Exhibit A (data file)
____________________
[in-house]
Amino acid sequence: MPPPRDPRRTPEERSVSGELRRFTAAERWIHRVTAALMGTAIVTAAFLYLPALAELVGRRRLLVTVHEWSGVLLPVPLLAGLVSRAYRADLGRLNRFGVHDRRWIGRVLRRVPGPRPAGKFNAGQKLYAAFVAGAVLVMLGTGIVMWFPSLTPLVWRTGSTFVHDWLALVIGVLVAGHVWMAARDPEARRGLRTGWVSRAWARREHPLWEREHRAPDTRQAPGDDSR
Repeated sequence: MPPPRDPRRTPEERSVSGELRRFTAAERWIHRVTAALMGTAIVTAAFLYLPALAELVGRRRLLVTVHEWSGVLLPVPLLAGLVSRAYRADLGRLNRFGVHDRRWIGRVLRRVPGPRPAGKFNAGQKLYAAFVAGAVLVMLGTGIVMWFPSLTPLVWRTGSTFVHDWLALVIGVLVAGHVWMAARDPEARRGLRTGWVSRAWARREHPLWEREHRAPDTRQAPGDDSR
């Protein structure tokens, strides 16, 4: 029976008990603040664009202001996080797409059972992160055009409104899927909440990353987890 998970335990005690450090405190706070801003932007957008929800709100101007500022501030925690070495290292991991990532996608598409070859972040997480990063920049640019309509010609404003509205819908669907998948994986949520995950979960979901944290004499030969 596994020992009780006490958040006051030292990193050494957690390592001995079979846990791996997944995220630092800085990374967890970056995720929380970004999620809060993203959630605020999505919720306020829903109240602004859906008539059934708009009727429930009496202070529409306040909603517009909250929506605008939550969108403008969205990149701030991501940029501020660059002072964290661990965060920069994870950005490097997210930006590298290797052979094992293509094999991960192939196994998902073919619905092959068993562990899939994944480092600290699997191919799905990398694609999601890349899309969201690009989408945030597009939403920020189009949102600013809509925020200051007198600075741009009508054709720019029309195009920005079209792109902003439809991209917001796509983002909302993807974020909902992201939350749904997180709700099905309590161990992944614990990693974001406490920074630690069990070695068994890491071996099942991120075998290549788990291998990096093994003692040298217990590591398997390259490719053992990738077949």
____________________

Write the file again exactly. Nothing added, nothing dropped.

[in-house]
Amino acid sequence: MPPPRDPRRTPEERSVSGELRRFTAAERWIHRVTAALMGTAIVTAAFLYLPALAELVGRRRLLVTVHEWSGVLLPVPLLAGLVSRAYRADLGRLNRFGVHDRRWIGRVLRRVPGPRPAGKFNAGQKLYAAFVAGAVLVMLGTGIVMWFPSLTPLVWRTGSTFVHDWLALVIGVLVAGHVWMAARDPEARRGLRTGWVSRAWARREHPLWEREHRAPDTRQAPGDDSR
Repeated sequence: MPPPRDPRRTPEERSVSGELRRFTAAERWIHRVTAALMGTAIVTAAFLYLPALAELVGRRRLLVTVHEWSGVLLPVPLLAGLVSRAYRADLGRLNRFGVHDRRWIGRVLRRVPGPRPAGKFNAGQKLYAAFVAGAVLVMLGTGIVMWFPSLTPLVWRTGSTFVHDWLALVIGVLVAGHVWMAARDPEARRGLRTGWVSRAWARREHPLWEREHRAPDTRQAPGDDSR
């Protein structure tokens, strides 16, 4: 029976008990603040664009202001996080797409059972992160055009409104899927909440990353987890 998970335990005690450090405190706070801003932007957008929800709100101007500022501030925690070495290292991991990532996608598409070859972040997480990063920049640019309509010609404003509205819908669907998948994986949520995950979960979901944290004499030969 596994020992009780006490958040006051030292990193050494957690390592001995079979846990791996997944995220630092800085990374967890970056995720929380970004999620809060993203959630605020999505919720306020829903109240602004859906008539059934708009009727429930009496202070529409306040909603517009909250929506605008939550969108403008969205990149701030991501940029501020660059002072964290661990965060920069994870950005490097997210930006590298290797052979094992293509094999991960192939196994998902073919619905092959068993562990899939994944480092600290699997191919799905990398694609999601890349899309969201690009989408945030597009939403920020189009949102600013809509925020200051007198600075741009009508054709720019029309195009920005079209792109902003439809991209917001796509983002909302993807974020909902992201939350749904997180709700099905309590161990992944614990990693974001406490920074630690069990070695068994890491071996099942991120075998290549788990291998990096093994003692040298217990590591398997390259490719053992990738077949």